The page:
The cash from the Series A financing round - led by incubator AccelFoods and Collaborative Fund, a syndicate led by author Tim Ferriss, rapper NAS and athlete Amelia Boone – will be spent on helping New York-based Exo launch new products, hire new staff, and expand its marketing efforts, said CEO Greg Sewitz, who co-founded Exo with Gabi Lewis in 2014.
EXO does not disclose revenues, but is currently notching up triple-digit growth Sewitz told FoodNavigator-USA.
The bulk of its revenue is still generated online, via its own website and other platforms such as Thrive Market and Amazon, but the cash injection will help it build relationships with bricks & mortar retailers as well, he said.
“Having a direct relationship with our [end] customers has been really valuable and our online subscription service has been very successful, but we want to get into more bricks & mortar stores as well as right now it's really just a fraction of our business. But it's not about store numbers. The plan is to go deep with a couple of retail partners rather than going wide with many."
“We’ve talked to every one of the major strategics. They are definitely interested in cricket protein and while it’s probably too early for them to jump in at this stage of the category’s evolution, I definitely see something happening in the next year or two.” Greg Sewitz, co-founder, Exo
New products to come
Exo is also planning to launch new products this year, he said: “We launched Exo not as a protein bar company, but as an alternative protein company, that’s always been the vision. It made sense to start with something familiar and accessible like a bar, which also makes sense [from a commercial perspective] as many people eat proteins bars as part of a routine [rather than an occasional snack/treat].
However, if the edible insect movement is to meaningfully impact the protein market by displacing other animal-derived protein sources that are less sustainable, cricket companies will have to move into new areas over the longer term, he acknowledged.
“People are replacing say, soy or whey protein with cricket in bars, and maybe eating cricket bars instead of beef jerky. But down the line we do envision products in a broader set of categories and we’ll have news on that in the next few months.
"The flavor [of cricket protein powder] is fairly mild, so the limiting factor is more about texture – so for example, with chips, you can’t add as much as you would in a bar, for example.”
We need to expand the movement beyond early adopters
As for marketing, despite the ton of free PR that Exo, Chapul and others have garnered thanks to the novelty factor of selling bug bars, most Americans are still learning about edible insects, he explained.
“One of the biggest challenges we still face is to get the word out around eating insects and then convincing people that it makes sense. We need to expand the movement beyond early adopters and health & wellness people and go after a more mainstream audience.”
So who is buying Exo bars today?
According to Sewitz: “We’re about 60:40 male: female, aged 25-40, which is not actually that different a profile from people that buy protein bars generally, although it’s slightly more female-skewed. But what’s driving our growth is that we offer healthy delicious products – if you don’t do that, you’re dead on arrival in this market. The cricket factor definitely drives trial, though.”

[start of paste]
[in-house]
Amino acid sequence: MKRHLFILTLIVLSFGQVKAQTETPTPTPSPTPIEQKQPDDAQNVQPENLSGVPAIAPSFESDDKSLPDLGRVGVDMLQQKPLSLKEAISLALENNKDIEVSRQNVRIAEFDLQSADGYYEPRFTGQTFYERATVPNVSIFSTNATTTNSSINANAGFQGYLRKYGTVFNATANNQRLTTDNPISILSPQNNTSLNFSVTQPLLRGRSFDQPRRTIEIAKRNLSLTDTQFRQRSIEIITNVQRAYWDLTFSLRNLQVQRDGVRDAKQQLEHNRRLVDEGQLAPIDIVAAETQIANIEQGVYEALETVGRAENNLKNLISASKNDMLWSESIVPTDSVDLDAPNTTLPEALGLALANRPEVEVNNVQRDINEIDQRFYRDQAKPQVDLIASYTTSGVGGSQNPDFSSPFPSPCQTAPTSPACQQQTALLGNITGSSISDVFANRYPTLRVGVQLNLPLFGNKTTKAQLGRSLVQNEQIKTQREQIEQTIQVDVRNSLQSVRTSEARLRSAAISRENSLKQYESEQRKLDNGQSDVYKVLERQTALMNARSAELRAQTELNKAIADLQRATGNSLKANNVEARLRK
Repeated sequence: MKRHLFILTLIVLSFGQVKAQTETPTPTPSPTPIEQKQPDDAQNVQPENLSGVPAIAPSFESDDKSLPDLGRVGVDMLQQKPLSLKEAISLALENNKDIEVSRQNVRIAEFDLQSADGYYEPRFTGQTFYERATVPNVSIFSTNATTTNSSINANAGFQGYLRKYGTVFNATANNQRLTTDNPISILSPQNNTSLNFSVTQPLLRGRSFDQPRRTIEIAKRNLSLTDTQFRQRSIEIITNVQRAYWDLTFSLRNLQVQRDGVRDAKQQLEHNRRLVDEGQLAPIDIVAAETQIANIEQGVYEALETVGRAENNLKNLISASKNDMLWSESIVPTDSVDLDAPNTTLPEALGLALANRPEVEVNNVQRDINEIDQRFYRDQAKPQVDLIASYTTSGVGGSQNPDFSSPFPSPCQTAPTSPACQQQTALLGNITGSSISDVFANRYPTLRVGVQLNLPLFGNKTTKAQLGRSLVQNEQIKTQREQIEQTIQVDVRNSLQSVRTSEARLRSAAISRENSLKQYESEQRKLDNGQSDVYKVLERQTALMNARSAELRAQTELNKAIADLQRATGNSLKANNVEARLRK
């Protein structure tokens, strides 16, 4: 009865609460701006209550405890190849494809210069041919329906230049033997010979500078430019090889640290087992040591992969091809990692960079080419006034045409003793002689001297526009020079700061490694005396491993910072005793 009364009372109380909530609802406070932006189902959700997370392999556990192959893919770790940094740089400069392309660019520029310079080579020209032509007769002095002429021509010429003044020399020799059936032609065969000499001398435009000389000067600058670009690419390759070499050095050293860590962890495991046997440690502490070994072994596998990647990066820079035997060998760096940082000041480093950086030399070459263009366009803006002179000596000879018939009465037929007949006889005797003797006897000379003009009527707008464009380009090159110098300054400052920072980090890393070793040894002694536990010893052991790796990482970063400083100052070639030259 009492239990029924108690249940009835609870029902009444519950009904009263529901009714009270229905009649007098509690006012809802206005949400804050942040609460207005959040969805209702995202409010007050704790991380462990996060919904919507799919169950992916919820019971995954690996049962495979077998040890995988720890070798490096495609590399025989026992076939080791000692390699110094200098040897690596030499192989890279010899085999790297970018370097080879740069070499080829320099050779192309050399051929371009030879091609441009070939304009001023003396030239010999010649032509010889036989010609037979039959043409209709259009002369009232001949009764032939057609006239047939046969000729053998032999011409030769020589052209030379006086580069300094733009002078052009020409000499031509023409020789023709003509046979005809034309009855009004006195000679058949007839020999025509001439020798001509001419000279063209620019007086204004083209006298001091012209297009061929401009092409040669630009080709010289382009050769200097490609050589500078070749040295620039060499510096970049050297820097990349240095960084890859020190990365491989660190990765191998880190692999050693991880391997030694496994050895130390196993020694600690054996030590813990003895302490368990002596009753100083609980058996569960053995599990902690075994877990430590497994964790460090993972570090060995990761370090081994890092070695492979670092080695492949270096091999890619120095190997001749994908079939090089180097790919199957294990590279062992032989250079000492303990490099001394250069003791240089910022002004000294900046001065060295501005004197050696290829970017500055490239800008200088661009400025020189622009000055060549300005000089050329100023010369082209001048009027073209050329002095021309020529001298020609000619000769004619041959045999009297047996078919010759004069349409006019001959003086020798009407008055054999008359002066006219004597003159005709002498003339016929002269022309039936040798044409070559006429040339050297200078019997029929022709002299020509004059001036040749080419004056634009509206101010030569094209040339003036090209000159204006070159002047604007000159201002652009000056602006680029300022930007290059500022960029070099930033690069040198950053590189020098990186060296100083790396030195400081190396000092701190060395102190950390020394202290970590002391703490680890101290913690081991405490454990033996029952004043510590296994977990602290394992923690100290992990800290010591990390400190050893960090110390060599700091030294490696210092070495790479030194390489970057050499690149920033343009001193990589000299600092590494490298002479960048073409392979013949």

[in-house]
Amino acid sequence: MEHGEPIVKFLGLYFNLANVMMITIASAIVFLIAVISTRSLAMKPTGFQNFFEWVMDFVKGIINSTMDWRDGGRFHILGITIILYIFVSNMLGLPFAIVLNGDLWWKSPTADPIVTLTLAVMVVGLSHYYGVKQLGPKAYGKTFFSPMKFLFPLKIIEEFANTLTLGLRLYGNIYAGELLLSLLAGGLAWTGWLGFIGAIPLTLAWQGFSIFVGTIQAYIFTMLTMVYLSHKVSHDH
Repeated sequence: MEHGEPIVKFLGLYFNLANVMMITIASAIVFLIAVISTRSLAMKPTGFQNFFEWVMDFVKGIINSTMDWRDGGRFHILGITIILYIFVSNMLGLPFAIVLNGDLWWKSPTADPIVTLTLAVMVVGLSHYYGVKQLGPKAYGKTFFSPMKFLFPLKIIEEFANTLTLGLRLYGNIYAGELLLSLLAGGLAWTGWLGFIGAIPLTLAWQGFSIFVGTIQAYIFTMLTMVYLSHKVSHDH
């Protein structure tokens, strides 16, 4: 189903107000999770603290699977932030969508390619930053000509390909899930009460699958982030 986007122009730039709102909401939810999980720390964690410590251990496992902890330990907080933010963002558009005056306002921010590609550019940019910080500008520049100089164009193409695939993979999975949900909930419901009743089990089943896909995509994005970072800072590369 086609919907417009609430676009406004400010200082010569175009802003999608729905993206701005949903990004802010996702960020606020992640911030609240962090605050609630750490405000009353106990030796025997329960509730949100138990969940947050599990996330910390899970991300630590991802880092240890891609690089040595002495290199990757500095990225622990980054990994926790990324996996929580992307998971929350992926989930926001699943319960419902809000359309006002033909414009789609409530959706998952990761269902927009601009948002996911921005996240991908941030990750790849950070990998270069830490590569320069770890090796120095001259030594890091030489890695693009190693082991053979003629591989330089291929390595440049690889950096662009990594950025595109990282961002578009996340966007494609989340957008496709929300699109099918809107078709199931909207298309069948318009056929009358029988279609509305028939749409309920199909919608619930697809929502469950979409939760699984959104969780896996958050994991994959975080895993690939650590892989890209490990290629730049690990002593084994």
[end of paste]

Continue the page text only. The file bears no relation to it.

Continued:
We’ve also seen a lot of new players come into the market thanks to crowdfunding sites like Kickstarter
As for sourcing cricket powder (milled crickets), he said, “When we started there really were no farms raising crickets for human consumption, but there were pretty large ones raising (live) crickets for the petfood industry, so the concept of cricket farming on a large scale was already proven out.
“Now there are five large farms that raise crickets exclusively for human consumption that have made improvements on the original model, but undoubtedly it’s still more expensive than some other sources of protein.
"It’s still a bit like we’re selling a beef jerky product when there are only two cattle ranches in the US.
"But look how long these other [protein-based] industries have spent driving efficiency, we’re still just at the beginning.”
He added: “The fact that we are attracting all of these influencers to the cause really gives me confidence that we're building a movement here. We’ve also seen a lot of new players come into the market thanks to crowdfunding sites like Kickstarter, and I don't think that would have been possible a few years ago.”
Exo took part in AccelFoods' inaugural accelerator program in 2014 and has since built a strong online subscription model, said AccelFoods' co-founder and managing partner Jordan Gaspar (pictured left).
"This is true innovation in the food space with transformative global implications."
We’ve talked to every one of the major strategics
Echoing comments made by fellow cricket bar pioneer Chapul Foods last month, Sewitz noted that larger CPG companies are watching the edible insects category closely with a view to investment, partnership or acquisition should it continue to grow, he predicted.
“We’ve talked to every one of the major strategics. They are definitely interested in cricket protein and while it’s probably too early for them to jump in at this stage of the category’s evolution, I definitely see something happening in the next year or two.”